For The Big Eat this week, I drop by Giovanni’s Deli in Secaucus for some of the best “mutz” or fresh mozzarella, a great chicken parm, and Italian specialties. Also to show off “The Guns of Provolone” and explain what “Secaucus” means…
Welcome to Fresh Kill, the latest feature of the blog, where I will document in detail the many burgers, pizzas and sandwiches that caveman Tommy takes down on the wild Veldt.
Giovanni’s is a small Italian delicatessen snugged between the cozy houses of a quiet neighborhood in Secaucus, New Jersey. The amusing name means “black place of snakes” in Algonquin, and it was once known for its effusive odor, due to both its proximity to the Meadowlands swamp, and the pig farms, rendering plants, and junkyards that once populated the town. The pigs and their stink are long gone, and the only snakes are the convoluted streets and highways that clog the area, like the roots of an ambitious houseplant outgrowing its meager pot.
Giovanni’s has the usual cold cuts, from Kohler ham to prosciutto and capicola (gabbagool, in the common parlance). But the real draw is the hot cooked foods, with daily specials. They make their own fresh mozzarella, and it is some of the best I’ve tasted. It was still warm and creamy, and they do not skimp.
I ordered a breaded chicken cutlet on a hard roll with mozzarella, hot peppers, and balsamic vinegar. The chicken was crisp and tender inside, full of flavor. The mozzarella was creamy with the subtly tart milk taste of the best fresh stuff, comparable to the mozzarella di bufala I had in Napoli. The peppers were not very hot, but did have good flavor, and the sweet vinegar gave it all a little zing. An excellent sandwich, enough for two meals, which I ate one after the other.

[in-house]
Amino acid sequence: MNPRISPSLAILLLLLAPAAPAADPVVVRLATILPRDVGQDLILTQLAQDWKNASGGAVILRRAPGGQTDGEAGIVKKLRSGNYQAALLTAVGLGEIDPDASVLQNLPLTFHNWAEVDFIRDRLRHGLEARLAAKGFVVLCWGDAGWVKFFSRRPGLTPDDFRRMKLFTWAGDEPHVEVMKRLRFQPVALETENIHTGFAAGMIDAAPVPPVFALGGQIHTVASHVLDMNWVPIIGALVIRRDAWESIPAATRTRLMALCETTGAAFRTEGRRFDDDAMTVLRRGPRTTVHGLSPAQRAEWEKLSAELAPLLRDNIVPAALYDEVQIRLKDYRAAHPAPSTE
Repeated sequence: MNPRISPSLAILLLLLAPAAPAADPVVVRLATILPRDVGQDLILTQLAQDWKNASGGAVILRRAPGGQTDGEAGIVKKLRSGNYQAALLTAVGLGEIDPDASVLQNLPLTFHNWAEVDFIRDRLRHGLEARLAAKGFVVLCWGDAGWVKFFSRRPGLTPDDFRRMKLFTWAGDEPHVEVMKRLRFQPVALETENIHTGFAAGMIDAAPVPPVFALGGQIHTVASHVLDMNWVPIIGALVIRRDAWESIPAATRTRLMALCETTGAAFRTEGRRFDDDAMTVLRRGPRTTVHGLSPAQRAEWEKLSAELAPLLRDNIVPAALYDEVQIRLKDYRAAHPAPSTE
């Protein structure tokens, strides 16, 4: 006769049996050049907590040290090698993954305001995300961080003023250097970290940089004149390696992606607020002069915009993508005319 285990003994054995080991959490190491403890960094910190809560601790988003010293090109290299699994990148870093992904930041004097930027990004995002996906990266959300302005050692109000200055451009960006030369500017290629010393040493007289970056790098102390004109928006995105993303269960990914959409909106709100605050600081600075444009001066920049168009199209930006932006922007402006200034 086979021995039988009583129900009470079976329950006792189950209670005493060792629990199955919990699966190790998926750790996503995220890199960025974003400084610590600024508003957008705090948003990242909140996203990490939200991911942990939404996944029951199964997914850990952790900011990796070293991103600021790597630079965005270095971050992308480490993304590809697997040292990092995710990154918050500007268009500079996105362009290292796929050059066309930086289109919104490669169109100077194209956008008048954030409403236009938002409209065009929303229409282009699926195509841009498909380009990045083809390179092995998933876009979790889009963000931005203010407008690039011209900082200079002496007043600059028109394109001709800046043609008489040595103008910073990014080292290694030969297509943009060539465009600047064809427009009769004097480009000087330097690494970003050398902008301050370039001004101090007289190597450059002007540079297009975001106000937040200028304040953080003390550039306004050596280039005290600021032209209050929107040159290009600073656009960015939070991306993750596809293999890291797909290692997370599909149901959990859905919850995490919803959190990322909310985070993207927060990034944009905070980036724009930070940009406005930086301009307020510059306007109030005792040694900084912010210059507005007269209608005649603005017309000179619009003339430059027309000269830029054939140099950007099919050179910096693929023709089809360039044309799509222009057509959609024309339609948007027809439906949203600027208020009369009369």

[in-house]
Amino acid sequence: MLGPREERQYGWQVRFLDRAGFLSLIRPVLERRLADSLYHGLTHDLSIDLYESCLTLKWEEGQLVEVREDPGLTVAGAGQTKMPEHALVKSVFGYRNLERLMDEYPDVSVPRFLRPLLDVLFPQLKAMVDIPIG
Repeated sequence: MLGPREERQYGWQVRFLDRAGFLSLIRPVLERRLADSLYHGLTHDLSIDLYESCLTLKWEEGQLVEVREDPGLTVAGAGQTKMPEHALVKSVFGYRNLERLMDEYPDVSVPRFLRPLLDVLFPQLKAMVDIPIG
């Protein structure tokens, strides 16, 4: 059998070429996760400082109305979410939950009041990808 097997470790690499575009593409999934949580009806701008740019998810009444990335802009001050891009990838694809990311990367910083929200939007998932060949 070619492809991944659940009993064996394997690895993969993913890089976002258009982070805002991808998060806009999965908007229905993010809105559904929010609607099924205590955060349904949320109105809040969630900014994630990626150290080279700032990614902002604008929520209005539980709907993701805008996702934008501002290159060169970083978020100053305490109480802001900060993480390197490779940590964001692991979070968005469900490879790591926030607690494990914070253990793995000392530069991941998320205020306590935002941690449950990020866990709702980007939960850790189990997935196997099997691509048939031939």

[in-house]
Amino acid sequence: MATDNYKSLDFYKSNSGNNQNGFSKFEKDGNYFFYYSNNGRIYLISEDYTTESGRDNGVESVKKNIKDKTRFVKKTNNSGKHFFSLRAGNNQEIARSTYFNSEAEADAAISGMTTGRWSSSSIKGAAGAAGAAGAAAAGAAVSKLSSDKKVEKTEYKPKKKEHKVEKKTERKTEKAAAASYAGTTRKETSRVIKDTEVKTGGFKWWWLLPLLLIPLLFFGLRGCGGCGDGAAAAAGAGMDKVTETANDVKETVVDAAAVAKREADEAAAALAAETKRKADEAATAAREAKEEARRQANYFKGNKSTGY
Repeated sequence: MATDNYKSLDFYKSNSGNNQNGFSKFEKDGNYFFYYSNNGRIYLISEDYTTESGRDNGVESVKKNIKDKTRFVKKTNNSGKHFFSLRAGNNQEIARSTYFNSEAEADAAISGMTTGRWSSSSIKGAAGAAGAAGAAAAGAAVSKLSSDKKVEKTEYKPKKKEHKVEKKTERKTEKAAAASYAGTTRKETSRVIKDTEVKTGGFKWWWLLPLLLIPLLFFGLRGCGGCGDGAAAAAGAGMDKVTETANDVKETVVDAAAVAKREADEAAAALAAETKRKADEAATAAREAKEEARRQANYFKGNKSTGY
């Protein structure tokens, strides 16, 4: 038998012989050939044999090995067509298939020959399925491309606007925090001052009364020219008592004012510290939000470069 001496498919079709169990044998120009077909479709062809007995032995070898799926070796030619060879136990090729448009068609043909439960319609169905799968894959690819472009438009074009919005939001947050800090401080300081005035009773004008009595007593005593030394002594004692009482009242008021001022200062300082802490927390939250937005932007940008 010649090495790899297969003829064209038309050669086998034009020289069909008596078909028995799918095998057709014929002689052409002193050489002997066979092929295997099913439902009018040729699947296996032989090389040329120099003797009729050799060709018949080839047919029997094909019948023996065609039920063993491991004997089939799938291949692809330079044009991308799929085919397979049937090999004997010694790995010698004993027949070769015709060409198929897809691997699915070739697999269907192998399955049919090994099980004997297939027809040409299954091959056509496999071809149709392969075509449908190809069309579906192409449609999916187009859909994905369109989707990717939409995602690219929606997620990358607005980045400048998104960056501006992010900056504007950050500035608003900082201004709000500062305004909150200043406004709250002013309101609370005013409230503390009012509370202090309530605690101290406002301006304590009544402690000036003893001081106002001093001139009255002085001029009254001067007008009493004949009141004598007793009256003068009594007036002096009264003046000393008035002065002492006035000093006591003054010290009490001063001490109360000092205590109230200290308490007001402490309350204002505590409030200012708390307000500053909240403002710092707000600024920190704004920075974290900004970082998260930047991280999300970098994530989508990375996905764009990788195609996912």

My compatriots had meatballs in sauce and chicken parmigiana, and raved about both. They also sell soups and Italian snacks, they make their own pasta salads, and they offered rigatoni in meat sauce and eggplant rollatini as the specials. They have a few tables and chairs inside and out, but expect to wait. The lunch line was not long at all, and well worth it.
So what’s the verdict? Was this wildebeest worth taking down? This carnivorous caveman was perfectly sated. The mozzarella is the shining star, so do not neglect it on any sangweech (sandwich, in English) you get here. I would gladly return.